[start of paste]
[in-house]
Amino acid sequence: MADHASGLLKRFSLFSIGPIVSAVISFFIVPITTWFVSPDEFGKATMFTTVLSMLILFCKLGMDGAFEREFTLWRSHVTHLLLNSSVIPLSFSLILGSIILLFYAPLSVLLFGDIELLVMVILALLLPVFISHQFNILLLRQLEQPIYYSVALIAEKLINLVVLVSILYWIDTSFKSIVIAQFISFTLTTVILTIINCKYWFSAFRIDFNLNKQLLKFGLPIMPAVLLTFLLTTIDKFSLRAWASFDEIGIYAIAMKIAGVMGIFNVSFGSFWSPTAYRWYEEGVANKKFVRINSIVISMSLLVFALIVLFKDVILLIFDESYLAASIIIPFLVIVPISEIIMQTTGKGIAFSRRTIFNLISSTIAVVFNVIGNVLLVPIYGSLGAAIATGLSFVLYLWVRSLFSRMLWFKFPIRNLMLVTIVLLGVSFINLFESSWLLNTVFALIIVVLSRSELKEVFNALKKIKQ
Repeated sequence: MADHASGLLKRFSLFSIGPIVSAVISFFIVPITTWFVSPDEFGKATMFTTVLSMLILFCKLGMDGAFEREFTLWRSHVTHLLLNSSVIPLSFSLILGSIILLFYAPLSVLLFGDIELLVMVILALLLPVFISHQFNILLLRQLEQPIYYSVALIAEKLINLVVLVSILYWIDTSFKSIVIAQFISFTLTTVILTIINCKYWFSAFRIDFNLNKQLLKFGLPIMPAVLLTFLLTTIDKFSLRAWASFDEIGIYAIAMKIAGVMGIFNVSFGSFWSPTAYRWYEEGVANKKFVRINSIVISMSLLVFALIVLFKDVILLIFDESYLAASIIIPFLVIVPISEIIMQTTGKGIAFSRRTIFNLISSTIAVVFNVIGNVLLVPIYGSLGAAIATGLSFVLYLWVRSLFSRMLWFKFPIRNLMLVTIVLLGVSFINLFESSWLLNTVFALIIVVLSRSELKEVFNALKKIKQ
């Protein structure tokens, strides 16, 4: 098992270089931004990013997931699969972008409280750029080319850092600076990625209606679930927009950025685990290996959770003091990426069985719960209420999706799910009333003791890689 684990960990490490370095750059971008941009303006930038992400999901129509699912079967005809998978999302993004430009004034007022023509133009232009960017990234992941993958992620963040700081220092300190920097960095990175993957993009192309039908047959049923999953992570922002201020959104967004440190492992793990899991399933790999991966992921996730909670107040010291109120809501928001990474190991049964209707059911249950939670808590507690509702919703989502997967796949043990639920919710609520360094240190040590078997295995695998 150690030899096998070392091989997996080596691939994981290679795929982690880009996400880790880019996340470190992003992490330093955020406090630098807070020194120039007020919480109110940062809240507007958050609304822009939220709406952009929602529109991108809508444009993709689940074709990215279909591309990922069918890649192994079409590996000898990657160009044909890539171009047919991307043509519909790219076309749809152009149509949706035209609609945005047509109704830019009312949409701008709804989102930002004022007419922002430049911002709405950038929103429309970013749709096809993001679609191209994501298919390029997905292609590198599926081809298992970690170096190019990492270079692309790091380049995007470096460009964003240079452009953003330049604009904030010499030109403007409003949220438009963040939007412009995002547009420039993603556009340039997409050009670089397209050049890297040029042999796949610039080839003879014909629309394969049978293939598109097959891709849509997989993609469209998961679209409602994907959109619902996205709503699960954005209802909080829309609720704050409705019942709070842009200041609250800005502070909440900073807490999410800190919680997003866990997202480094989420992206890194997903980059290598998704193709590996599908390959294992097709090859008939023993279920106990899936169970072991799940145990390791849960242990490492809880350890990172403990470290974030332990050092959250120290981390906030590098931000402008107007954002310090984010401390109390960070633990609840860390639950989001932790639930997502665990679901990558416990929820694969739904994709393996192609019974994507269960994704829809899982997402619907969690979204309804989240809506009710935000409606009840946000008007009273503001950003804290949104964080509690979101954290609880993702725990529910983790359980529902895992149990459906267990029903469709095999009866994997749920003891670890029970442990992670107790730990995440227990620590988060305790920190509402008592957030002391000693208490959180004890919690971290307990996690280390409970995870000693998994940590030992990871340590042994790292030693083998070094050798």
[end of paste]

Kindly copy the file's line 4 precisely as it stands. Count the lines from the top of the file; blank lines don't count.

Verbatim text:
């Protein structure tokens, strides 16, 4: 098992270089931004990013997931699969972008409280750029080319850092600076990625209606679930927009950025685990290996959770003091990426069985719960209420999706799910009333003791890689 684990960990490490370095750059971008941009303006930038992400999901129509699912079967005809998978999302993004430009004034007022023509133009232009960017990234992941993958992620963040700081220092300190920097960095990175993957993009192309039908047959049923999953992570922002201020959104967004440190492992793990899991399933790999991966992921996730909670107040010291109120809501928001990474190991049964209707059911249950939670808590507690509702919703989502997967796949043990639920919710609520360094240190040590078997295995695998 150690030899096998070392091989997996080596691939994981290679795929982690880009996400880790880019996340470190992003992490330093955020406090630098807070020194120039007020919480109110940062809240507007958050609304822009939220709406952009929602529109991108809508444009993709689940074709990215279909591309990922069918890649192994079409590996000898990657160009044909890539171009047919991307043509519909790219076309749809152009149509949706035209609609945005047509109704830019009312949409701008709804989102930002004022007419922002430049911002709405950038929103429309970013749709096809993001679609191209994501298919390029997905292609590198599926081809298992970690170096190019990492270079692309790091380049995007470096460009964003240079452009953003330049604009904030010499030109403007409003949220438009963040939007412009995002547009420039993603556009340039997409050009670089397209050049890297040029042999796949610039080839003879014909629309394969049978293939598109097959891709849509997989993609469209998961679209409602994907959109619902996205709503699960954005209802909080829309609720704050409705019942709070842009200041609250800005502070909440900073807490999410800190919680997003866990997202480094989420992206890194997903980059290598998704193709590996599908390959294992097709090859008939023993279920106990899936169970072991799940145990390791849960242990490492809880350890990172403990470290974030332990050092959250120290981390906030590098931000402008107007954002310090984010401390109390960070633990609840860390639950989001932790639930997502665990679901990558416990929820694969739904994709393996192609019974994507269960994704829809899982997402619907969690979204309804989240809506009710935000409606009840946000008007009273503001950003804290949104964080509690979101954290609880993702725990529910983790359980529902895992149990459906267990029903469709095999009866994997749920003891670890029970442990992670107790730990995440227990620590988060305790920190509402008592957030002391000693208490959180004890919690971290307990996690280390409970995870000693998994940590030992990871340590042994790292030693083998070094050798």